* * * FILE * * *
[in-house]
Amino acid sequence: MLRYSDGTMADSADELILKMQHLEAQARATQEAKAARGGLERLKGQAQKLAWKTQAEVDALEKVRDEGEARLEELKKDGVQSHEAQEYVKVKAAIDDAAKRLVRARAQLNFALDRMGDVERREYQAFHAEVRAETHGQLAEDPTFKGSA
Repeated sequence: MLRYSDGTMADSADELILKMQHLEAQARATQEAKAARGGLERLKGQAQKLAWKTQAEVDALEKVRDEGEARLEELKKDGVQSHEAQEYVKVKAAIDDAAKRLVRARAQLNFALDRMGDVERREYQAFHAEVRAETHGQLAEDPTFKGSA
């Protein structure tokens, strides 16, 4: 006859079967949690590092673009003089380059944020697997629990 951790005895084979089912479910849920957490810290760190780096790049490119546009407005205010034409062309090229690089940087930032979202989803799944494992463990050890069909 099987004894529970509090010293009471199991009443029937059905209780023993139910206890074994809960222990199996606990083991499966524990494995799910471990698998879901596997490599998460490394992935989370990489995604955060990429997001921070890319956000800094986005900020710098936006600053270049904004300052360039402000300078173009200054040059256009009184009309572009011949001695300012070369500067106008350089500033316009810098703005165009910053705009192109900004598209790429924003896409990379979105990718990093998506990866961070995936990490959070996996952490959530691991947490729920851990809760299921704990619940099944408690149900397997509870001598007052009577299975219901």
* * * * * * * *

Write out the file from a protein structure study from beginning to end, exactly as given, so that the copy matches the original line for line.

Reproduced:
[in-house]
Amino acid sequence: MLRYSDGTMADSADELILKMQHLEAQARATQEAKAARGGLERLKGQAQKLAWKTQAEVDALEKVRDEGEARLEELKKDGVQSHEAQEYVKVKAAIDDAAKRLVRARAQLNFALDRMGDVERREYQAFHAEVRAETHGQLAEDPTFKGSA
Repeated sequence: MLRYSDGTMADSADELILKMQHLEAQARATQEAKAARGGLERLKGQAQKLAWKTQAEVDALEKVRDEGEARLEELKKDGVQSHEAQEYVKVKAAIDDAAKRLVRARAQLNFALDRMGDVERREYQAFHAEVRAETHGQLAEDPTFKGSA
């Protein structure tokens, strides 16, 4: 006859079967949690590092673009003089380059944020697997629990 951790005895084979089912479910849920957490810290760190780096790049490119546009407005205010034409062309090229690089940087930032979202989803799944494992463990050890069909 099987004894529970509090010293009471199991009443029937059905209780023993139910206890074994809960222990199996606990083991499966524990494995799910471990698998879901596997490599998460490394992935989370990489995604955060990429997001921070890319956000800094986005900020710098936006600053270049904004300052360039402000300078173009200054040059256009009184009309572009011949001695300012070369500067106008350089500033316009810098703005165009910053705009192109900004598209790429924003896409990379979105990718990093998506990866961070995936990490959070996996952490959530691991947490729920851990809760299921704990619940099944408690149900397997509870001598007052009577299975219901």